Why Doesn’t Denver Get the Cool Technologies?

It’s a running joke here in Colorado that Denver was, is and always will be a pokey, fly-over “Cow Town.” While the annual stock show does nothing to dispel that perception, it’s quite fun to attend. Far more harmful to our reputation as a progressive city is when entrenched markets unfairly use their influence to obstruct the introduction of innovative technologies like Uber, the new limo-ordering service.¬†

Now don’t get me wrong. I wholeheartedly love my adopted city of Denver, flaws, cows and all. Yet I submit that we’re not really as edgy and progressive as we’d like to think. Even Boulder. Often it’s fear of change that makes the rules and ultimately rules the day.

Sure, we have the successful¬†B-Cycle program and our glacially expanding Light Rail project. But I think we’re trailing truly progressive cities like Seattle because they openly encourage an experimental spirit. Here are three examples I saw of businesses in that region that are applying technology in new ways to improve customer satisfaction.

Amazon Locker in Seattle1. Amazon Lockers

I noticed the first of these fairly nondescript golden monoliths while pumping gas in Phinney Ridge. “Willa,” pictured on the left, is an Amazon Locker, a delivery system that offers quick, secure, 24-hour access to decent-sized Amazon.com orders. All you need to open your locker is a code sent to your email or smart phone.

What a discovery! Who knew Amazon would deliver directly to your neighborhood? I certainly didn’t, because Denver was not one of the seven cities chosen to test this service. I’d like to know why we were skipped over.

And I’m still trying to work out why Amazon feels the need to imbue their lockers with personality and a human name. I can sense the confusion already:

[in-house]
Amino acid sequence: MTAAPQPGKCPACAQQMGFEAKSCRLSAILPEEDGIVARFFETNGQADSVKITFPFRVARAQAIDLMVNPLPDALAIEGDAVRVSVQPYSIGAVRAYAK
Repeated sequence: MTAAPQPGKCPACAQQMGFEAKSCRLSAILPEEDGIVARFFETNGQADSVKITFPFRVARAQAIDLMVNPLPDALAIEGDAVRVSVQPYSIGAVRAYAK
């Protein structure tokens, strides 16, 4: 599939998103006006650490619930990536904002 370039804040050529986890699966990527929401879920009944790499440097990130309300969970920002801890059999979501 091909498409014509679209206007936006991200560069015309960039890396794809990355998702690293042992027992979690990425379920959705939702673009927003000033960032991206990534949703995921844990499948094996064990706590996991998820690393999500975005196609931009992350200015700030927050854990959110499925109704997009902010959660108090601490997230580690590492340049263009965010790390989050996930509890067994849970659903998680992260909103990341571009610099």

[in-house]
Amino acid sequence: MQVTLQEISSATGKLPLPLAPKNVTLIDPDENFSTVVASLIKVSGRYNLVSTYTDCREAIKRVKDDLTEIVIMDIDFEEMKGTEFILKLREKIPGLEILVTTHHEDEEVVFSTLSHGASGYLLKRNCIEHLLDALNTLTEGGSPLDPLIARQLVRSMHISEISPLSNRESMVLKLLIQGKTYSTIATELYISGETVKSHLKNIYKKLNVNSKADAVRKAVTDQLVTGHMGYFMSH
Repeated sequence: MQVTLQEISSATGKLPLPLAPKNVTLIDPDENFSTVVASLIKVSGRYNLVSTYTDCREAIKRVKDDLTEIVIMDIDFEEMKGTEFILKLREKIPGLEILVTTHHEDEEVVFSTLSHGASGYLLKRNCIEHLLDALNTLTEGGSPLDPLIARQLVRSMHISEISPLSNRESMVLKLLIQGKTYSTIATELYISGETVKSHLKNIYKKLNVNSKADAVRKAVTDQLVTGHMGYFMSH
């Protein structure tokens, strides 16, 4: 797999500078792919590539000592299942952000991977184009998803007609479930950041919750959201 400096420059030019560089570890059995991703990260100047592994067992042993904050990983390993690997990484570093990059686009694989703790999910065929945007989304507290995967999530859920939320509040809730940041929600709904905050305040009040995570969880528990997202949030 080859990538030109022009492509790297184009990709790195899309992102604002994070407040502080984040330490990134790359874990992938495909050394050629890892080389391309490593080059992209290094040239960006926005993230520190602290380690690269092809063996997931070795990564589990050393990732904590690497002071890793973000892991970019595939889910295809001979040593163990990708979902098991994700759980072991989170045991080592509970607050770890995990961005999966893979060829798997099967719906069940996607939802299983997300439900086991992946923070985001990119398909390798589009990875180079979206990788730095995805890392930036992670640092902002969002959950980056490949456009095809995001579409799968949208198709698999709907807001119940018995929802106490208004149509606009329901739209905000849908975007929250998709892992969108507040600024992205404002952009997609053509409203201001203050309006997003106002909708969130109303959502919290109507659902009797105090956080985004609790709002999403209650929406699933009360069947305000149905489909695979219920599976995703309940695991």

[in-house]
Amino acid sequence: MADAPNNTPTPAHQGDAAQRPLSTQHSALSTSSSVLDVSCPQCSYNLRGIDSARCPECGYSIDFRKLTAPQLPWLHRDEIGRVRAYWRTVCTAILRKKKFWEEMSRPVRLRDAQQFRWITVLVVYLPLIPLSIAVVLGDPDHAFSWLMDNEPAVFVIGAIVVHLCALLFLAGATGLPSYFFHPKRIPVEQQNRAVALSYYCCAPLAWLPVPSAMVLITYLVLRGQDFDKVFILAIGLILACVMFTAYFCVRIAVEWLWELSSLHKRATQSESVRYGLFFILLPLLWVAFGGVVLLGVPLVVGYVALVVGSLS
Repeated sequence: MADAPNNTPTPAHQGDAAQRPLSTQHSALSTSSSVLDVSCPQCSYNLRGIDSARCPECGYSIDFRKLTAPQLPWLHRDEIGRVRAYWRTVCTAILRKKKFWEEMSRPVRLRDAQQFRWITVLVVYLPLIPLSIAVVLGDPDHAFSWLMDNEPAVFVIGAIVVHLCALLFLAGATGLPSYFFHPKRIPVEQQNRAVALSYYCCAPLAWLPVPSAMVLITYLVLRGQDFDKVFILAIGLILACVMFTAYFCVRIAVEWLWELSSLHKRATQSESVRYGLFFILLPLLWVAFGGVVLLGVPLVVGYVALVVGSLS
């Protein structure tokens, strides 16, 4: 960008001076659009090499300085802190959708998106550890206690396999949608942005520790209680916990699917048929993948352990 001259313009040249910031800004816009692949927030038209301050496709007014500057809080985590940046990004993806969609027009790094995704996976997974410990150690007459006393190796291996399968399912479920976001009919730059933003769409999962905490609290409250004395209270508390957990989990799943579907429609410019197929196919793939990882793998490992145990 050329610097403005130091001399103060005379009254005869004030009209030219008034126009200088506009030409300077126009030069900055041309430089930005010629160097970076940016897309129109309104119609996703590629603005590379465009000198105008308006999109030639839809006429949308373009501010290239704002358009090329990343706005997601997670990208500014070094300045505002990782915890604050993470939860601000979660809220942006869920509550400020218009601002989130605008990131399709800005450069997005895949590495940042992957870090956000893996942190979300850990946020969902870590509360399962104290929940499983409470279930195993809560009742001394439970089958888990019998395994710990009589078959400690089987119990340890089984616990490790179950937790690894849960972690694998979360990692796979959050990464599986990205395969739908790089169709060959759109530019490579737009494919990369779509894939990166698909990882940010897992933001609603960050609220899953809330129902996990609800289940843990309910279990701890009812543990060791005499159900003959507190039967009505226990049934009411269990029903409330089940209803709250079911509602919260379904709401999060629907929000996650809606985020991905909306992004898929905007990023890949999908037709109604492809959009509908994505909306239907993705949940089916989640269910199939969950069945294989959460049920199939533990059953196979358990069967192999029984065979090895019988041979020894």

Sally (tentative): “Honey, you came home so late last night. Be honest: are you seeing someone else?”
Brad (defensively): “No! Okay, I guess I did visit with Willa, but it’s just business. You know that.”
Sally (beginning to sob loudly): “Oh, God, I hate her. Every time she texts, you run right away to see her. Can’t you see she’s just a cold, heartless machine, incapable of real love?”
Brad: “Huh?”

2. Shopping Cart Escalators

Fred Meyers escalatorNext, I had a George H.W. Bush scanner moment in a Fred Meyers, the Northwest Pacific’s version of Target. Descending to the basement in search of water shoes, I gawked in wonder at the sight next to me: a second escalator adapted to transport your shopping cart between floors.

Like an unsophisticated hick from The Sticks, I took a picture. Of an escalator. Or maybe we should call it a cartalator.

But it was so sensible. So simple. So elegant. So Lean: zero time wasted waiting for an elevator! Sigh. Yet another service innovation we don’t have in Denver. Not even at the new IKEA.

3. Sushi, Delivered to Your Table via Conveyor Belt

sushi conveyor This was Blue C Sushi: “Where Japanese tradition and technique intersect with American inventiveness and genuine hospitality.” What’s not to love?

  • No wait for food: simply select what you want as the conveyor moved by your table.
  • Clearly labeled products in transparent containers.
  • Only six product prices, each visually defined by a system of six distinct plate colors.
  • A snap for the wait staff to count the plates by color and calculate the final bill.
  • Fun for the kids!

Seattle may be wet and remote, and I-5 traffic sucks, but I admire how the businesses there are willing to try out new technologies to improve their customer service. And as a result, no none will ever confuse them with a Cow Town.

One thought on “Why Doesn’t Denver Get the Cool Technologies?

  1. We actually have had shopping cart escalators in Denver for some time. Currently at the Target store in Belmar, Lakewood CO, and they had them at the Great Indoors in Broomfield at the Flatirons Mall,before they liquidated.

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